The planning and coordination of the physical movement aspects of a firm’s operations such that a flow of raw materials, parts, and finished goods is achieved in a manner that minimizes total costs for the levels of service desired.
Log normal distribution
A continuous probability distribution where the logarithms of the variable are normally distributed.
Business planning that addresses the strategic needs of the organization. See: business plan, resource planning.
A standard time greater than that required by a qualified worker with normal skill and effort.
Loss leader pricing
Pricing some products below cost to attract customers into the store, in the expectation that they will buy other items as well.
Lost time factor
The complement of utilization, that is one minus the utilization factor. It is the percentage of time lost to machine, tool, and worker unavailability. It can be calculated as the planned hours minus actual hours used, divided by the planned hours. See: balance delay, utilization.
A quantity produced together and sharing the same production costs and specifications. See: batch.
A set of procedures (e.g., assigning unique batch numbers and tracking each batch) used to maintain lot integrity from raw materials, from the supplier through manufacturing to consumers.
In cost accounting, those costs associated with processing a common lot or quantity of parts having the same specifications.
A lot-sizing technique that generates planned orders in quantities equal to the net requirements in each period. See: discrete order quantity.
A unique identification assigned to a homogeneous quantity of material. Syn: batch number, mix number.
Lot number control
Assignment of unique numbers to each instance of receipt and carrying forth that number into subsequent manufacturing processes so that, in review of an end item, each lot consumed from raw materials through end item can be identified as having been used for the manufacture of this specific end item lot.
Lot number traceability
Tracking parts by lot numbers to a group of items. This tracking can assist in tracing quality problems to their source. A lot number identifies a designated group of related items manufactured in a single run or received from a vendor in a single shipment.
Lot operation cycle time
The length of time required from the start of setup to the end of cleanup for a production lot at a given operation, including setup, production, and cleanup.
The amount of a particular item that is ordered from the plant or a supplier or issued as a standard quantity to the production process. Syn: order quantity.
A code that indicates the lot-sizing technique selected for a given item. Syn: order policy code.
Inventory that results whenever quantity price discounts, shipping costs, setup costs, or similar considerations make it more economical to purchase or produce in larger lots than are needed for immediate purposes.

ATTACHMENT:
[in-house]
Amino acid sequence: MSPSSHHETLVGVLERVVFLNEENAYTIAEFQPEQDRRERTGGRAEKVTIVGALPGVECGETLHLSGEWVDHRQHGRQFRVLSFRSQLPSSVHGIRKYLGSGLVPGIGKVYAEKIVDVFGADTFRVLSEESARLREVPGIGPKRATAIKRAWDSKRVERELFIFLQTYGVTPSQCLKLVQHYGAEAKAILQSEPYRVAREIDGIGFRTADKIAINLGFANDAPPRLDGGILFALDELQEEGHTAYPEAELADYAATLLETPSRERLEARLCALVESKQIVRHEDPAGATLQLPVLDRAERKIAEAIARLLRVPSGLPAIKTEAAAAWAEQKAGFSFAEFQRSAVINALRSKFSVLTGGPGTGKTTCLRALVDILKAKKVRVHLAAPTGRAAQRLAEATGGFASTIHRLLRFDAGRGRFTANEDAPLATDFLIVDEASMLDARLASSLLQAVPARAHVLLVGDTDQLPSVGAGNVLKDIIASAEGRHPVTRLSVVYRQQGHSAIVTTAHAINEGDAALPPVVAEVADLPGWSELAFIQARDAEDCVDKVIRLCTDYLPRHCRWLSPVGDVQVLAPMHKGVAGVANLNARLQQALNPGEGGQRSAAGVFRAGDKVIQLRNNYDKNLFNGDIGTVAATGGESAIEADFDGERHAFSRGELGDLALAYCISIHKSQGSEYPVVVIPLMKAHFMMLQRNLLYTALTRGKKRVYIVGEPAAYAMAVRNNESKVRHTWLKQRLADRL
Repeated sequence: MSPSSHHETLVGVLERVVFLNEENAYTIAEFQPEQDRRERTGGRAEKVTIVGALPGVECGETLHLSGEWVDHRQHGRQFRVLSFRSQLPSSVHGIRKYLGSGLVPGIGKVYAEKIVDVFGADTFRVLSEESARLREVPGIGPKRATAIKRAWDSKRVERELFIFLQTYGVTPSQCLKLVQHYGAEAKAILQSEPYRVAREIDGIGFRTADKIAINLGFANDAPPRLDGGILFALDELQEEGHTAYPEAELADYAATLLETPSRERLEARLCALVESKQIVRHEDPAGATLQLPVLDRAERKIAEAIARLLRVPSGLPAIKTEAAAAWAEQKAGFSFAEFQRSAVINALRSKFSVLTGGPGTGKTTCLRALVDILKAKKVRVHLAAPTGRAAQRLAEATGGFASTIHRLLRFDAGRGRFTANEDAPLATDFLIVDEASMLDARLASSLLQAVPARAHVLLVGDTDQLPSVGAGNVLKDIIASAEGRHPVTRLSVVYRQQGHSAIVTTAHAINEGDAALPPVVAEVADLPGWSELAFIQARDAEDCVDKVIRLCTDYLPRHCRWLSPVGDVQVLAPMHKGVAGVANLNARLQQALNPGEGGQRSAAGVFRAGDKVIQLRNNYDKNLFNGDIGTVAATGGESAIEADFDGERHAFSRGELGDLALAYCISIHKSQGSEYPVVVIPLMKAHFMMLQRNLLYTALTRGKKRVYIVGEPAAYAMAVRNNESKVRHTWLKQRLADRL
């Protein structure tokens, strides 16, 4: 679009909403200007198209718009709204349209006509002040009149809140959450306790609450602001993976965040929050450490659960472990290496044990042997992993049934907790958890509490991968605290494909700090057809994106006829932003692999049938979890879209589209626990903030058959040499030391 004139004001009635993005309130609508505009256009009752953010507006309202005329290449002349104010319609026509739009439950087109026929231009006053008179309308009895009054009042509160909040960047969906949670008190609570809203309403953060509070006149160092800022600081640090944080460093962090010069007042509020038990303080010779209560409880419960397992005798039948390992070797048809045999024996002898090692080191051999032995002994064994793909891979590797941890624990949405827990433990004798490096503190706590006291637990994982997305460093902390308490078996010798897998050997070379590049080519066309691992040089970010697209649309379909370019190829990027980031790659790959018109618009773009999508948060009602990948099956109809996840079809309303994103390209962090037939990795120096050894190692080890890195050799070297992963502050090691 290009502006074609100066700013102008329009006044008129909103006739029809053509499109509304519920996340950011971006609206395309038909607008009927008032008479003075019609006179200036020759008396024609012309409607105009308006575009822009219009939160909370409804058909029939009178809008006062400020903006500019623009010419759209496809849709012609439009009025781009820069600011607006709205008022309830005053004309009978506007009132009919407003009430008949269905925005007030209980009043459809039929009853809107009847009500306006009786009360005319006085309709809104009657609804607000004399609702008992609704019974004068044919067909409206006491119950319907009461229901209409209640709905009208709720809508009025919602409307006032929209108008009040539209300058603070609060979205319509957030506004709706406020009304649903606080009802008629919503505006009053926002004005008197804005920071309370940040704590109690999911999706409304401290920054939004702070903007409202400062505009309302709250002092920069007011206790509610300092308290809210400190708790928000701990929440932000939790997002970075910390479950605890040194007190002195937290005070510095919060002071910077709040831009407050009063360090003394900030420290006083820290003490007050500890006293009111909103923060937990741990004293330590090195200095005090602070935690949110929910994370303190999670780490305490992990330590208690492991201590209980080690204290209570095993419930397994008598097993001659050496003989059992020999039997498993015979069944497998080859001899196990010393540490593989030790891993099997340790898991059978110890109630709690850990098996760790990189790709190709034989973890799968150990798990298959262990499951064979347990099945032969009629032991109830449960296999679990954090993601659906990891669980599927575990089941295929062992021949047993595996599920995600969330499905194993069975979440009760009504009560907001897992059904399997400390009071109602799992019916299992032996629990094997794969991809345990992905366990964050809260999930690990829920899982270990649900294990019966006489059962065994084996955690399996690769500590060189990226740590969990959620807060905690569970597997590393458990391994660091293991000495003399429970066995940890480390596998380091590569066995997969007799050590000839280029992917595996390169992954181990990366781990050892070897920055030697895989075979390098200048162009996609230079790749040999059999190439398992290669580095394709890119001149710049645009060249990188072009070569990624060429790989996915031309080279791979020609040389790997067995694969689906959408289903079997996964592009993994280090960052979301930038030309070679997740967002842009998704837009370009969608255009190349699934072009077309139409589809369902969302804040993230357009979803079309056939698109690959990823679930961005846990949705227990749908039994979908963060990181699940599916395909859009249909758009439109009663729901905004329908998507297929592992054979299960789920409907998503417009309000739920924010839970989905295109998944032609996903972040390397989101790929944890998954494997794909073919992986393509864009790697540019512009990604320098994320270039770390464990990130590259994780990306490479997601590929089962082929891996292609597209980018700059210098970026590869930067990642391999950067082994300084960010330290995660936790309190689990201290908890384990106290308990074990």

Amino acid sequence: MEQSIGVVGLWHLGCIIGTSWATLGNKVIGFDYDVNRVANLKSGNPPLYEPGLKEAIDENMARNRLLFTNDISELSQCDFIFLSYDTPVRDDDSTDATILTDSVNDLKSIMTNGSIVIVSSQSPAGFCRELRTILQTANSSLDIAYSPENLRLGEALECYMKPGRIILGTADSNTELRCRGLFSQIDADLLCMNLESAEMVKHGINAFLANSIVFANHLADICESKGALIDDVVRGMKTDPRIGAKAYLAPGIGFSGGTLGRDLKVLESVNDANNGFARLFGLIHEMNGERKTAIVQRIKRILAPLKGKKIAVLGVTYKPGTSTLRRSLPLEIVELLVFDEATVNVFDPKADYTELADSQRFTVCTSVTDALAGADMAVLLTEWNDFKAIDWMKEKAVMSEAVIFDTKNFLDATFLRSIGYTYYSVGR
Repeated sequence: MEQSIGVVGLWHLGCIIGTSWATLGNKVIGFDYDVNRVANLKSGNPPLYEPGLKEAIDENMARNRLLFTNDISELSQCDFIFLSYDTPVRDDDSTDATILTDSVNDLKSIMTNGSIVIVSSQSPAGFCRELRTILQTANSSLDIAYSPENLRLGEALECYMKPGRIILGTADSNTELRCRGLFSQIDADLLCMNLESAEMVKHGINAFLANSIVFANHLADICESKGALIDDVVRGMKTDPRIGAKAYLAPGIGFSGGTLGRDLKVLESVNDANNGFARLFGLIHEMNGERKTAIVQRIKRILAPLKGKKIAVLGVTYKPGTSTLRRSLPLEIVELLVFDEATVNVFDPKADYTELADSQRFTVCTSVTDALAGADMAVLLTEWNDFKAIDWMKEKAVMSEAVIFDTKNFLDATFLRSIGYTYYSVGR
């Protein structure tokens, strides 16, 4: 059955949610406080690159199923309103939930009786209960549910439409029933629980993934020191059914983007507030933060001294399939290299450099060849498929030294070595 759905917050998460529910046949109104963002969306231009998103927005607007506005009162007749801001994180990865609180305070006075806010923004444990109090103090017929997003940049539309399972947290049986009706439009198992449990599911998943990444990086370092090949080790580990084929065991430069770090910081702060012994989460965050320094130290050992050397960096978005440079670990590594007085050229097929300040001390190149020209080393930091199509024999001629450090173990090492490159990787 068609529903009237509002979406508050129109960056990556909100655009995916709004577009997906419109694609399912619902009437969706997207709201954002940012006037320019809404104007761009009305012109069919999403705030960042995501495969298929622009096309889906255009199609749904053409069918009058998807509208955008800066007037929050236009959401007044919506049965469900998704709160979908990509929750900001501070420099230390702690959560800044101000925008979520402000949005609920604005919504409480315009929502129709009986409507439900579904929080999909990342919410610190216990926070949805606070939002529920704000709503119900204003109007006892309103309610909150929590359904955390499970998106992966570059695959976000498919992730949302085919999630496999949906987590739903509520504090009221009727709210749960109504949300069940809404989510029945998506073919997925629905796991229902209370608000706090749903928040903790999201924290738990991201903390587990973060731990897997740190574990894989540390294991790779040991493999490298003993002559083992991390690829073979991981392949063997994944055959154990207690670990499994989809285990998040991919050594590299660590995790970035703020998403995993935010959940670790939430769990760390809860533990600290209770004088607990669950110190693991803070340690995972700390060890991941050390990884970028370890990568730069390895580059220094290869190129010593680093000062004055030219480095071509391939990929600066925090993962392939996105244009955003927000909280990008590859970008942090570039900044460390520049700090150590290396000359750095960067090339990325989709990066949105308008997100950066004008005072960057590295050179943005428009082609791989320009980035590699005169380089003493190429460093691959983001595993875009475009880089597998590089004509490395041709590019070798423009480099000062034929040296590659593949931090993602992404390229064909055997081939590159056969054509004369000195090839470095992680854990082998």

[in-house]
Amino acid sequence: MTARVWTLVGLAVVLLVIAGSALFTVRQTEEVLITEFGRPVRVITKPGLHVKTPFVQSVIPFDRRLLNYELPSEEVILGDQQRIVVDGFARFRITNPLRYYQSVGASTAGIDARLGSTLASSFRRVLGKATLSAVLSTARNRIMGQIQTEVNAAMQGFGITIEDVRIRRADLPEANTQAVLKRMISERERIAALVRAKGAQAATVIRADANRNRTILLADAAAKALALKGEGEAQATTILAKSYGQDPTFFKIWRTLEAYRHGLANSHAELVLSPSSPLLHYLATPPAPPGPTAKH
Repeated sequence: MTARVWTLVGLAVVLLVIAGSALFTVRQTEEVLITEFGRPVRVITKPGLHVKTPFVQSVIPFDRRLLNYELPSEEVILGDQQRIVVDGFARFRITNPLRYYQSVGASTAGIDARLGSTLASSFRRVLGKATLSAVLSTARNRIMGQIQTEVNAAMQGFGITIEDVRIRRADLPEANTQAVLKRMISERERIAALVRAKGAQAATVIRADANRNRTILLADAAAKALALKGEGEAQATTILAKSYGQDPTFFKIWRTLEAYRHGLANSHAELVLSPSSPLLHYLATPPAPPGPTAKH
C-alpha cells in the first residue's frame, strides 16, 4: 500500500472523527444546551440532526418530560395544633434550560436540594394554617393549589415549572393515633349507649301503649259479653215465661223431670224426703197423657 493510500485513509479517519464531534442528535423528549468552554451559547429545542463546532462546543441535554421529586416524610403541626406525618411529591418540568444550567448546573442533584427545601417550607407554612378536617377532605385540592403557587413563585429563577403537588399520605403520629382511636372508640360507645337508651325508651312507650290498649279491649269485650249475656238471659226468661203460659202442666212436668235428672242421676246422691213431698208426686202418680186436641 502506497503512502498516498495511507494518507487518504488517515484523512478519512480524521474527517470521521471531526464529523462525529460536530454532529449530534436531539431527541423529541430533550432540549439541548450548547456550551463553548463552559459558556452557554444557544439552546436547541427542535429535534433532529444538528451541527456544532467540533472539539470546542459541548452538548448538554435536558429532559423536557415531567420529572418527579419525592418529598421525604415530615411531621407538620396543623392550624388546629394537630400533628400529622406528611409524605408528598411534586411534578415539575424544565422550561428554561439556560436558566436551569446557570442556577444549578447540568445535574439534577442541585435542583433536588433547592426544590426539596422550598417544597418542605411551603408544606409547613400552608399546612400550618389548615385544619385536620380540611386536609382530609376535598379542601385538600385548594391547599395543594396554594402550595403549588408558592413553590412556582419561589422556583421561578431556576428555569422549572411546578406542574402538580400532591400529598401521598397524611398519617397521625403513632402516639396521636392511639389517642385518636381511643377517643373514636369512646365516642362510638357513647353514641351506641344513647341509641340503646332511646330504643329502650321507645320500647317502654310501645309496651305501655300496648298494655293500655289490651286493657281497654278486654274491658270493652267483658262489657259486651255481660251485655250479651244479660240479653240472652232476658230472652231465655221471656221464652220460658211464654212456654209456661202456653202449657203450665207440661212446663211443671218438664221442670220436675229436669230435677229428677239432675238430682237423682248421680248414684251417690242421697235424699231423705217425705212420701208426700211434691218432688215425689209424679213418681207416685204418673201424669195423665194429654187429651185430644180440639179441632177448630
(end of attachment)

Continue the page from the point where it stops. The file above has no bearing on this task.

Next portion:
Lot-size inventory management interpolation technique (LIMIT)
A technique for looking at the lot sizes for groups of similar products to determine the effect economic lot sizes will have on the total inventory, total setup costs, and machine availability.
Syn: fixed reorder quantity inventory model.
The process of, or techniques used in, determining lot size. See: order policy.
Dividing a lot into two or more sublots and simultaneously processing each sublot on identical (or very similar) facilities as separate lots, usually to compress lead time or to expedite a small quantity. Syn: operation splitting.
Lot tolerance percent defective (LTPD)
Expressed in percent defective, the poorest quality in an individual lot that should be accepted. Note: The LTPD is used as a basis for some inspection systems and is commonly associated with a value for a small consumer’s risk.
The ability to identify the lot or batch number of product in terms of one or all of the following: its composition, purchased parts, manufacturing date, or shipped items. In certain regulated industries, lot traceability may be a legislative requirement.
Lower control limit (LCL)
Control limit for points below the central line in a control chart.
Lower specification limit (LSL)
In statistical process control, charting the line that defines the minimum acceptable level of random output. See: tolerance limits.
A number that identifies the lowest level in any bill of material at which a particular component appears. Net requirements for a given component are not calculated until all the gross requirements have been calculated down to that level. Low-level codes are normally calculated and maintained automatically by the computer software. Syn: explosion level.
Abbreviation for late start date.
Abbreviation for lower specification limit.
Abbreviation for less than truckload.
Abbreviation for lot tolerance percent defective.
Syn: discontinuous demand.